Lipids

, Volume 42, Issue 8, pp 765–776

Liquid Chromatography–Mass Spectrometric Analysis of Lipids Present in Human Meibomian Gland Secretions

  • Igor A. Butovich
  • Eduardo Uchiyama
  • Mario A. Di Pascuale
  • James P. McCulley
Original Article

Abstract

The purpose of the study was to qualitatively characterize the major lipid species present in human meibomian gland secretions (MGS) by means of high-performance liquid chromatography with atmospheric pressure ionization mass spectrometric detection of the analytes (NP HPLC-MS). Two different NP HPLC-MS methods have been developed to analyze lipid species that were expected to be present in MGS. The first method was optimized for the analysis of relatively nonpolar lipids [wax esters (WE), di- and triacyl glycerols (DAG and TAG), cholesterol (Chl) and its esters (Chl-E), and ceramides (Cer)], while the second method was designed to separate and detect phospholipids. The major lipid species in MGS were found to be WE, Chl-E, and TAG. A minor amount of free Chl (less then 0.5% of the Chl-E fraction) was detected in MGS. No appreciable amounts of DAG and Cer were found in MGS. The second NP HPLC-MS method, capable of analyzing model mixtures of authentic phospholipids (e.g. phosphatidylglycerol, phosphatidylethanolamine, phosphatidic acid, phosphatidylinositol, phosphatidylserine, phosphatidylcholine, and sphingomyelin) in submicrogram/mL concentrations, showed little or no presence of these species in the MGS samples. These observations suggest that MGS are a major source of the nonpolar lipids of the WE and Chl-E families for the tear film lipid layer (TFLL), but not of the previously reported phospholipid components of the TFLL.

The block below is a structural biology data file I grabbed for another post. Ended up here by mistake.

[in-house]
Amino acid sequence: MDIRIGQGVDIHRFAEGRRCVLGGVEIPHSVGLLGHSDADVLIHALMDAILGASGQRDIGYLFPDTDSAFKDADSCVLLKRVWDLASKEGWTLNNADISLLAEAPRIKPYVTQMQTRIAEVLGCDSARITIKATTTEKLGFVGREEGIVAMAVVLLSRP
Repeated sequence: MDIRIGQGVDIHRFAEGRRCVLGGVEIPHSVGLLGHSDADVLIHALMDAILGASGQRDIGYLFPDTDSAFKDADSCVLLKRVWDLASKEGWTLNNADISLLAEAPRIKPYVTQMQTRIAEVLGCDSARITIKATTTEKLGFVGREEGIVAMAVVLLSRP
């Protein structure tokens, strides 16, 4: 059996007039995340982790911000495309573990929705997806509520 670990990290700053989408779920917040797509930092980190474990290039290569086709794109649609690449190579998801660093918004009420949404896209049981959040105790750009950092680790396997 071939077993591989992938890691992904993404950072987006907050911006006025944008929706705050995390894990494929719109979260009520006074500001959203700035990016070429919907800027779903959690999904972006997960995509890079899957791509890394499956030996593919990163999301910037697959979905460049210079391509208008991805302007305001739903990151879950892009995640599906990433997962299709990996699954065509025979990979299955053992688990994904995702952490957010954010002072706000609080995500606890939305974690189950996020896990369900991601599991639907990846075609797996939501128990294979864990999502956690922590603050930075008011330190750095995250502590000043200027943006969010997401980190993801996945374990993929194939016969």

Keywords

Lipids HPLC Mass spectrometry Tear film lipid layer Human meibomian gland 

Abbreviations

APCI

Atmospheric pressure chemical ionization

API

Atmospheric pressure ionization

Cer

Ceramide

Chl

Cholesterol

Chl-E

Cholesteryl ester

Chl-O

Cholesteryl oleate

DA

Diarachidoylglycerol

DAG

Diacyl glycerol

DES

Dry eye syndrome

ESI

Electrospray ionization

GC

Gas chromatography

HP

n-Hexane/propan-2-ol (95:5, by vol) solvent mixture

HPA

n-Hexane/propan-2-ol/acetic acid (95:5:0.1, by vol) solvent mixture

HPLC

High-performance liquid chromatography

IS-CID

Ion source collision induced dissociation

MGS

Meibomian gland secretions

MS

Mass spectrometry

NMR

Nuclear magnetic resonance spectroscopy

NP-HPLC

Normal-phase HPLC

C16:0/C18:1-PA

1-Palmitoyl-2-oleoyl-phosphatidic acid

C16:0/C18:1-PC

1-Palmitoyl-2-oleoyl-phosphatidylcholine

C16:0/C16:0-PE

1,2-Dipalmitoyl-phosphatidylethanolamine

C16:0/C18:1-PG

1-Palmitoyl-2-oleoyl-phosphatidylglycerol

C18:0/C20:4-PI

1-Stearoyl-2-arachidonoyl-phosphatidylinositol

PL

Phospholipid(s)

C18:0/C18:1-PS

1-Stearoyl-2-oleoyl-phosphatidylserine

RT

Retention time (min)

C18:0-SM

C18:0-sphingomyelin

SS

Stearyl stearate

TAG

Triacyl glycerol

TFLL

Tear film lipid layer

TP

Tripalmitoylglycerol

WE

Wax ester

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Copyright information

© AOCS 2007

Authors and Affiliations

  • Igor A. Butovich
    • 1
  • Eduardo Uchiyama
    • 1
  • Mario A. Di Pascuale
    • 1
  • James P. McCulley
    • 1
  1. 1.Department of OphthalmologyUniversity of Texas Southwestern Medical Center at DallasDallasUSA

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